Last updated August 12, 2004

Please note that ALL stamp sellers who run “private auctions”, do so solely to prevent concerned collectors from being able to contact bidders on fraudulent, misidentified and misrepresented items.

Scott U.S. #10 vs. #11

    Easily 95%+ of the stamps offered, by non-students of the issue, as #10´s are in fact #11´s.  The simplest way to insure that you are getting what you pay for is to purchase a “PLATED” copy.

    A “plated” stamp is one that a student of the issue has determined what plate the stamp was printed from and the position of the stamp in the plate. Those that plate stamps will write the plate position lightly in pencil on the back of the stamp.

    #10´s were printed ONLY from plates 1-early, 1-intermediate, 2-early, 0, and 5-early.  Each plate consisted of 200 stamps, a left and right pane of 100 stamps each.  A notation like 27R2E on the back of the stamp means that it came from position 27 of the right hand pane of 100 stamps from the early state of plate 2.  48L0 means position 48 left pane of plate 0.

    When purchasing any stamp that requires knowledge of subtle color, type, paper, etc. differences, it is essential that you KNOW YOUR SELLER!!!  Unknowledgeable sellers far too often misidentify inexpensive stamps as the much more expensive variety out of fear of selling a stamp too cheap.

    That´s the short of it.  For those interested in picking up a little more knowledge, additional info follows.

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Some sellers prey on the inexperience of collectors and use the ambiguous color descriptions in catalogues  to intentionally defraud while many others are just simply unknowledgeable about the 3c 1851-57 issue. Unless one has had extensive experience with #10´s it is next to impossible to separate them from #11´s.

#10 “orange brown” exists in several different shades. #11´s come in many distinctive colors and shades some of which can easily be confused with the #10 colors. Just because two stamps have different colors doesn´t mean that one of them is a #10.

The color of a #10 cannot be described in words, "orange brown" being meaningless and quite worthless, and there are no other stamps of a similar color to compare it to. Many sellers see the listing of #10-orange brown and #11-dull red and naturally conclude that they have an orange brown stamp. Dull red immediately brings to mind a color that is totally different from what it really is and with that in mind the majority of #11´s appear to be much more brown or orange than red.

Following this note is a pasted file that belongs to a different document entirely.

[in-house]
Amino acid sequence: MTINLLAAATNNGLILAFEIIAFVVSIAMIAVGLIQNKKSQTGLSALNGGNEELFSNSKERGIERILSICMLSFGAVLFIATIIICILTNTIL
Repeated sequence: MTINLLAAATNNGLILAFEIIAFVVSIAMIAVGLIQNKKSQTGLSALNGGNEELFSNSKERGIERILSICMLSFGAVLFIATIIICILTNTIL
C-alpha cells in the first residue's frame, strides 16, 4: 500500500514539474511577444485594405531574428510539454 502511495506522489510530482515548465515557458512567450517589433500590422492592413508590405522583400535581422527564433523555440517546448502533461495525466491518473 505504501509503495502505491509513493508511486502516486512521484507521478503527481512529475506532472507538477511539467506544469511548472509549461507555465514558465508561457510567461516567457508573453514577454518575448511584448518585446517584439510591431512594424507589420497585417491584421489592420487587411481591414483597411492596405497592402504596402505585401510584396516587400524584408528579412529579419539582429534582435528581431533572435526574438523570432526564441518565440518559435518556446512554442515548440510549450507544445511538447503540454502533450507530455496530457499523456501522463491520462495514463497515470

The bottom line factor for separating #10´s from #11´s is determining what plate the stamp was printed from. It doesn't matter one whit whether the color appears to be orange, brown, red, blue, or green with yellow polka dots, by definition and regardless of the apparent color, #10´s are from plates 1-early, 1-intermediate, 2-early, 0, and 5-early. #11´s are from plates 1-late, 2-late, 3, 4, 5-late, 6, 7, and 8.

Any cover docketed or with a letter dated or folded letter dated from July 1851 through September 1851 has to be a #10. These dates can be extended through December 1851 if it can be determined that the stamp is NOT from plate 1-late.

 1L stamps are usually quite easy to spot. On 198 of the 200 1L positions the recutting of the UR diamond block shows it to have been gouged out at top. All other #10 and #11 positions except one show the UR diamond block recut with a straight line at top (lightly to heavily) or not at all recut. 1L stamps on October-December covers may be in what is called “experimental orange-brown”.

Please note references to “UL” in the above photo should read UR

In the early 1850's most individuals and businesses did not purchase stamps in quantity to use at their leisure but instead just for their immediate needs. As #10's were last printed in the latter part of 1851, the chances of finding one on a cover dated after 1851, starts going down very dramatically. From at least January 1852 on, ONLY #11's were being printed and the number of #10's still available for use dwindled rapidly in comparison to the #11's. By July 1852 it was quite unusual to have a #10 still being used.

From this you can also see that any off cover copy with a January through June cancel means that you should exercise great care when buying. This doesn´t mean that later uses don´t exist or are extremely rare, but it should certainly raise your eyebrows.

There is much interesting and useful info on the internet about the 3c 1851-57s. Good starting points might be:

http://home.comcast.net/~3cent1851/
http://63.249.80.11/dicomo/

Just remember that while photos may look nice there is absolutely no substitute for using properly identified real stamps for color identification.

I would recommend buying any PLATED #10´s priced under $20-25 forgetting condition, with black or pen cancels, no colored cancels. These reference copies will pay for themselves many times over used as a "color reference" and will as a bonus hold their value and quite possibly increase in value even being damaged reference copies.

Have Your #10´s Checked  

If you have purchased any unplated #10´s, they might very likely be #11´s. If you would like me to check them for you, please send them insured to me with return postage of 37˘ for the first ounce and 23˘ for each additional PLUS $2.20 for postal insurance up to $100 and $1.00 for each additional $100 of coverage. Please include your email address with any submissions.

Steven Ruecker
P.O. Box 1063
Hillsboro, OR
97123-1063